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59. Sign Systems Studies: Volume > 46 > Issue: 1
Winfried Nöth The Semiotics of Models
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The paper sheds light on the concept of model in ordinary language and in scientific discourse from the perspective of C. S. Peirce’s semiotics. It proposes a general Peircean framework for the definition of models of all kinds, including mental models. A survey of definitions of scientific models that have been influential in the philosophy of science and of the typologies proposed in this context is given. The author criticizes the heterogeneity of the criteria applied in these typologies and the lack of a semiotic foundation in typological distinctions between formal, symbolic, theoretical, metaphorical, and iconic models, among others. The paper argues that the application of Peirce’s subdivision of signs into the trichotomies of the sign itself, its object, and its interpretant can offer a deeper understanding of the nature of models. Semiotic topics in the focus of the paper are (1) the distinction between models as signs and (mental) models as the interpretants of signs; (2) models considered as a type (or legisign) and models considered as tokens (or replicas) of a type; (3) the iconicity of models, including diagrammatic and metaphorical icons; (4) the contribution of indices and symbols to the informativity of models; and (5) the rhetorical qualities of models in scientific discourse. The paper argues in conclusion that informative models are hybrid signs in which a diagram incorporates indices and symbols in a rhetorically efficient way.
60. Sign Systems Studies: Volume > 46 > Issue: 1
Jui-Pi Chien The Dual Essence of Pleasure: Willing, Imagining and Planning the Saussurean Sublime and Beautiful in Surviving Daunting Nature and Culture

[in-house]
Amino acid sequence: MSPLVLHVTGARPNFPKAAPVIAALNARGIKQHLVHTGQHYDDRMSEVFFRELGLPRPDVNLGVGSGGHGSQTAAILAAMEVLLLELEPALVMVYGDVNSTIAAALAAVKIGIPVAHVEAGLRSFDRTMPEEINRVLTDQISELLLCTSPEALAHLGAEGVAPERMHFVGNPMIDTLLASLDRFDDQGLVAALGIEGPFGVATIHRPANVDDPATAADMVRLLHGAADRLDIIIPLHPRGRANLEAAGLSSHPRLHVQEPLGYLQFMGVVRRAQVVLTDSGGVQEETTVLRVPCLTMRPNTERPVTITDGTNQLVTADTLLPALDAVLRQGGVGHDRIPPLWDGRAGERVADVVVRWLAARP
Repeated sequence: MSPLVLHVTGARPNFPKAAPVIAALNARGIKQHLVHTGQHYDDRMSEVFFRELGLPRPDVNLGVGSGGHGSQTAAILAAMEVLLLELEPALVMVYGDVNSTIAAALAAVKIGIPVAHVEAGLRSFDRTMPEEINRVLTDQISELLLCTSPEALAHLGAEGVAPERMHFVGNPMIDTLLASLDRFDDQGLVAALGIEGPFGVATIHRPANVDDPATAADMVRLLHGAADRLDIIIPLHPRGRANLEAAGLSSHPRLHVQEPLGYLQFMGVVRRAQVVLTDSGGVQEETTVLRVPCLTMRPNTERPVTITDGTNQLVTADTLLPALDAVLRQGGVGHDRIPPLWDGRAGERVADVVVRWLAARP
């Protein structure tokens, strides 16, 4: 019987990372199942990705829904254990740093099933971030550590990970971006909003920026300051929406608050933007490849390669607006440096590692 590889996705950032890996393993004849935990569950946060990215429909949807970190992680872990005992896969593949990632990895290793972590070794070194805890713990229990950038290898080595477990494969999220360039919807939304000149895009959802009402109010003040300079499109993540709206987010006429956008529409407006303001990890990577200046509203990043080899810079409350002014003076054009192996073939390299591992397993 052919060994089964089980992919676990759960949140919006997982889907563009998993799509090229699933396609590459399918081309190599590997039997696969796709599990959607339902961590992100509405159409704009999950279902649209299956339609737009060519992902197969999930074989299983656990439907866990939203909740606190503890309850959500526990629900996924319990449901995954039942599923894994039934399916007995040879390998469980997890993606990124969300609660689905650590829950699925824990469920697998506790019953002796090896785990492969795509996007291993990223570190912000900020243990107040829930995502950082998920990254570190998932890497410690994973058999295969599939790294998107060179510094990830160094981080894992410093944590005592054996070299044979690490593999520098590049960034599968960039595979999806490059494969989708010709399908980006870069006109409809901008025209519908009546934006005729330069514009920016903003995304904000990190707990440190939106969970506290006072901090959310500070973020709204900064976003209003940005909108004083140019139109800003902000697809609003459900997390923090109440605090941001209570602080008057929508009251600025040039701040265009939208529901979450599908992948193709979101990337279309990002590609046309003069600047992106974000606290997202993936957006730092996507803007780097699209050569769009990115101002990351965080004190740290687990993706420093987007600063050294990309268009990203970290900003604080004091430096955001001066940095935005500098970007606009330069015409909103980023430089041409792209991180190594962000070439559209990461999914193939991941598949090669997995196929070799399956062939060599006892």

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This study seeks to update and expand the models of mind and consciousness that Ferdinand de Saussure conceived for the appreciation of linguistic signs. As a response to his theorization of the dual essence of language (a mixture of sounds and concepts), this study proposes a theorization of pleasure and understanding (a blending of different perspectives) deriving from our engagement with daunting situations in nature and culture. To begin with, the author discusses current neuroimaging findings that reveal how we may gain from low-arousal emotions. Certain benefits have been recognized that increase the pleasure and delight we may obtain through conscientious mental work rather than via instincts and preferences. Thus, in this context, the Saussurean network of differences is seen to be capable of generating motivated neural links that function to adjust our viewpoints. Further, in light of Adolphe Pictet’s mingling of philosophical aesthetics and linguistics, this study corrects a misapplication of another Saussurean model (a conjunction of our perceptions of time and space, synchrony and diachrony) in appreciating the Kantian notions of imagination and the sublime. Instead of judging this model as a revelation of one single ideal viewpoint, Pictet’s approach invites us to appreciate it as the functioning of a rigorous yet practical mind that is capable of devising multiple and useful perspectives. Notions of the sublime, the ugly and the beautiful are therefore equated as legitimate viewpoints that we should draw on so as to survive dealing with daunting situations in nature and culture. Finally, this study unifies and fortifies the Saussurean models through aligning them with a phenomenological approach to our memories, sensations and perceptions. Such integration empowers our imagination and confidence while we are widening our horizons to invent larger contexts for our objects of inquiry. All in all, the author cherishes the Saussurean models as a combination of the linguistic, the aesthetic and the moral laws that altogether sharpen our way of devising rationales that may boost the wellbeing of the community.